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Teberan languages

Teberan
Dadibi–Folopa
Geographic
distribution
Papua New Guinea
Linguistic classificationPapuan Gulf?
Subdivisions
Glottologtebe1251
Teberan languages.svg
Map: The Teberan languages of New Guinea
 The Teberan languages
 Trans–New Guinea languages
 Other Papuan languages
 Austronesian languages
 Uninhabited

The Teberan languages are a well established family of Papuan languages that Stephen Wurm (1975) grouped with the Pawaia language as a branch of the Trans–New Guinea phylum.

There are two Teberan languages, Dadibi and Folopa (Podopa). They are spoken in Southern Highlands Province and in adjoining provinces.

Classification

Malcolm Ross (2005) tentatively retains both Teberan and Pawaia within TNG, but sees no other connection between them. Noting insufficient evidence, Pawley and Hammarström (2018) tentatively leave Teberan as unclassified rather than as part of Trans-New Guinea.[2]

Pawley and Hammarström (2018) do not consider there to be sufficient evidence for Teberan to be classified as part of Trans-New Guinea, though they do note the following lexical resemblances between the Teberan languages and proto-Trans-New Guinea.[2]

Dadibi:

  • ami ‘breast’ < *amu

Folopa:

  • kabu ‘stone’ < *ka(mb,m)u[CV]
  • kolemane ‘star’ < *kala(a,i)m ‘moon’
  • kile ‘eye’ < *(ŋg,k)iti

Proto-language

Some lexical reconstructions by Usher (2020) are:[3]

gloss Proto-Dadibi-Folopa Dadibi Folopa
head *tobo tobo-lu tobo
hair/feather *ni[g]i nisi niki
ear/hear *[w]odzo olo ~ odo- woso 'hear'; woseni 'ear'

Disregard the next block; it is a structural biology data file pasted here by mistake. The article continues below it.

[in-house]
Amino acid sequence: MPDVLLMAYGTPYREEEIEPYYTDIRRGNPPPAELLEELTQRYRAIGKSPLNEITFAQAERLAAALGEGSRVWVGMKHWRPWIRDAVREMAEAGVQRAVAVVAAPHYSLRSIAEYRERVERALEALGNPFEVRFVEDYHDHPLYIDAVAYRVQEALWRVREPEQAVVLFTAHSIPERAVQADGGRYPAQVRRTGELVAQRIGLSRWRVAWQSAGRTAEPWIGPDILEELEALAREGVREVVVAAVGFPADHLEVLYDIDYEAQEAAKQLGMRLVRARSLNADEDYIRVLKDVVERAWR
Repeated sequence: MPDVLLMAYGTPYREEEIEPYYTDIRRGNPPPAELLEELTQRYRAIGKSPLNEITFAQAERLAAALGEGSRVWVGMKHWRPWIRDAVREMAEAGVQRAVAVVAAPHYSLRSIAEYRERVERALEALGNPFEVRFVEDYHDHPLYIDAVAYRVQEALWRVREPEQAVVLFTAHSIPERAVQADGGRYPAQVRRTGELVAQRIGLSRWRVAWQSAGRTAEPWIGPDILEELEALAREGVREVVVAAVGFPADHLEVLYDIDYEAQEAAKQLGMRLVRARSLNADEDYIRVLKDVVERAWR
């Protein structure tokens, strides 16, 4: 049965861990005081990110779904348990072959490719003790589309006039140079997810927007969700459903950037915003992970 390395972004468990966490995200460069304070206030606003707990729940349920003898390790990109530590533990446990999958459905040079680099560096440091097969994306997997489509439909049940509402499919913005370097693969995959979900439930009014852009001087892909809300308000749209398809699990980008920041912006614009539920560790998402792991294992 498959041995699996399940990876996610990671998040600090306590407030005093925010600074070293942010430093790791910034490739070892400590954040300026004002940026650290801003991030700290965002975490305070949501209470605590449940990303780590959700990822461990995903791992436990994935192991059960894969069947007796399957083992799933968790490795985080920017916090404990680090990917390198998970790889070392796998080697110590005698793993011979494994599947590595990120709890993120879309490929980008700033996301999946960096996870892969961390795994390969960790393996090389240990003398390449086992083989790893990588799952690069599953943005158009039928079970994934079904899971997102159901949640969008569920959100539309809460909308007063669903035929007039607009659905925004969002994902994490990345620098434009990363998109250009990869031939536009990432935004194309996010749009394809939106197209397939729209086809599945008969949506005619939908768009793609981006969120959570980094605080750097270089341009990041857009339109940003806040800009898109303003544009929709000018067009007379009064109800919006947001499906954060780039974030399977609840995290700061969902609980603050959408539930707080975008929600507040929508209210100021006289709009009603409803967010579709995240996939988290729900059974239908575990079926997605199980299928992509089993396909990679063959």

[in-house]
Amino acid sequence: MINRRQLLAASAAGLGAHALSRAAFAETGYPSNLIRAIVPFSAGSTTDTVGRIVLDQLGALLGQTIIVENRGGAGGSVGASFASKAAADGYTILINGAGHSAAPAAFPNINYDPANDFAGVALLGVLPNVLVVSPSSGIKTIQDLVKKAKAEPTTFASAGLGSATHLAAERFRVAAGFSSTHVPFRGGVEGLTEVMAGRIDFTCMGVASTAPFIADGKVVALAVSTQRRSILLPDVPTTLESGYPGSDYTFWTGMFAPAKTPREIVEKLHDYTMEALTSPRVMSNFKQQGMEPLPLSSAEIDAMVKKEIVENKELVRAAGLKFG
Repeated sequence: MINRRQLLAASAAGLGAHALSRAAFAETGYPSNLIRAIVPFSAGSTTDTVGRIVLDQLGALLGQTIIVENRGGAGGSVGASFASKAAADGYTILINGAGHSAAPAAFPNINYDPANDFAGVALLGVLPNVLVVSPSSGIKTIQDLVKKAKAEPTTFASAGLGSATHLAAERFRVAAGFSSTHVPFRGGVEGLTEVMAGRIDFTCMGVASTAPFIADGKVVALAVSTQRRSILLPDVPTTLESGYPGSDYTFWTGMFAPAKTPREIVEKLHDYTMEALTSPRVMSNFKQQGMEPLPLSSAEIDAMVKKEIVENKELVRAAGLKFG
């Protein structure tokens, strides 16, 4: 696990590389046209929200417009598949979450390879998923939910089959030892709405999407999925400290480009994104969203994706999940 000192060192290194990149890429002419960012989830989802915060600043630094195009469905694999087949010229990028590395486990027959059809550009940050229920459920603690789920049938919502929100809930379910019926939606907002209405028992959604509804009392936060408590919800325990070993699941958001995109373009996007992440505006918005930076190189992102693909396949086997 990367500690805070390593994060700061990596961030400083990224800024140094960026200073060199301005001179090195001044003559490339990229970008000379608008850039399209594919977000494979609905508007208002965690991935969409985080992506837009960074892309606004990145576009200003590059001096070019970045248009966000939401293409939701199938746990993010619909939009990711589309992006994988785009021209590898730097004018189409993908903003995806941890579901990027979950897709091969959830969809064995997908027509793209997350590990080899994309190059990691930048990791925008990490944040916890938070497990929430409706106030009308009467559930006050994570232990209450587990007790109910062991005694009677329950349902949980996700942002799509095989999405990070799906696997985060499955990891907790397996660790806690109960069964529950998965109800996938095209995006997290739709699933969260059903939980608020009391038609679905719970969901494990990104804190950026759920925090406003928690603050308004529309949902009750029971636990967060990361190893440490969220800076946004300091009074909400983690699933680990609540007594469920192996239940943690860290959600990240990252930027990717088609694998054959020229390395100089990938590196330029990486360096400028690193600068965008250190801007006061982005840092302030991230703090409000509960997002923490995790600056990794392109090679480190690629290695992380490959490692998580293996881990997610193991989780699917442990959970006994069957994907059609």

eye *ge[…] ge-du kele
nose *gun… guni gunumu; kurumu
tongue *kamina hamina
bone *di[l/r]i dili diri
skin/bark *wadz[i/e] wali wase
breast *ame ame ame
dog *j[o]wi jowi ~ juwi juwi
pig *kibu kibu hupu
bird *ba ba ba
egg/seed *ge ge ke
tree/wood *ni ni ni
woman/female *so so so
sun/day *s[u]g[a] sogo suka
water *wẽi wẽ wẽi
fire/sun *si[a] sia si
path/door *tũ tũ ~ tu
eat/drink *nV- n-/nuku- (present)
one/another *me me me

Vocabulary comparison

The following basic vocabulary words are from Macdonald (1973),[4] as cited in the Trans-New Guinea database:[5]

gloss Dadibi Folopa (Sopese dialect) Folopa (Bɔro dialect) Folopa (Suri dialect) Tebera
head tobudu topo tobo dobo tobuřo
hair tobudu nizi topo neki tobu nigi dobu nigi tobu nigi
ear ořo woleke usani ořoge ozini
eye gedu kele kɩle geře kʌle
nose guni fopa ai fobaʔai fobai gunumu
tooth kɛli seřeke sɛřɛge sɛřɛge sega̧
tongue hamiya hape habe gonoma habi
leg sa̧ga̧ holȩke ho̧ hořoge
louse no̧u̧ doi dui dui dui
dog yowi ha̧u̧ ha̧o̧ ha̧o̧ ha̧o̧
bird ba ba ba ba ba
egg ba ge ba ke ba ge ba age ba ge
blood kanimi wi fage fage fɛ̧
bone dili təři dʌři dʌři dɩli
skin tigiwali tiki sɛ̧ga̧i̧ sɛ̧ga̧i̧ sɛ̧ga̧i̧
breast ami awa̧ a̧u̧wa tigi a̧i̧ ami
tree ni ni ni ni ni
man bidi hwȩ hwi̧ hwi̧ hwi̧
woman we šo sou sou sou
sun giliga suḳʷa sugua teřeuna
moon podua kasiapu ha̧di haři koi
water a̧i̧; wȩ ipi wȩi̧ wi̧ wȩi̧
fire sia si si si si
stone mazigi kapo kʰani gabo kabo
name nogi doi doi nimi diai
eat tubo nae nai nae nugidabo
one dɛlɛli peta̧ti mɛ̧ koři sali demo mɛzazibo
two si tapala tamo tamu damo dabada damubo

References

  1. ^ New Guinea World, Tua River
  2. ^ a b Pawley, Andrew; Hammarström, Harald (2018). "The Trans New Guinea family". In Palmer, Bill (ed.). The Languages and Linguistics of the New Guinea Area: A Comprehensive Guide. The World of Linguistics. 4. Berlin: De Gruyter Mouton. pp. 21–196. ISBN 978-3-11-028642-7.
  3. ^ Timothy Usher, New Guinea World, Proto–Dadibi–Folopa
  4. ^ Macdonald, G.E. "The Teberan Language Family". In Franklin, K. editor, The linguistic situation in the Gulf District and adjacent areas, Papua New Guinea. C-26:111-148. Pacific Linguistics, The Australian National University, 1973. doi:10.15144/PL-C26.111
  5. ^ Greenhill, Simon (2016). "TransNewGuinea.org - database of the languages of New Guinea". Retrieved 2020-11-05.
  • Ross, Malcolm (2005). "Pronouns as a preliminary diagnostic for grouping Papuan languages". In Andrew Pawley; Robert Attenborough; Robin Hide; Jack Golson (eds.). Papuan pasts: cultural, linguistic and biological histories of Papuan-speaking peoples. Canberra: Pacific Linguistics. pp. 15–66. ISBN 0858835622. OCLC 67292782.

External links


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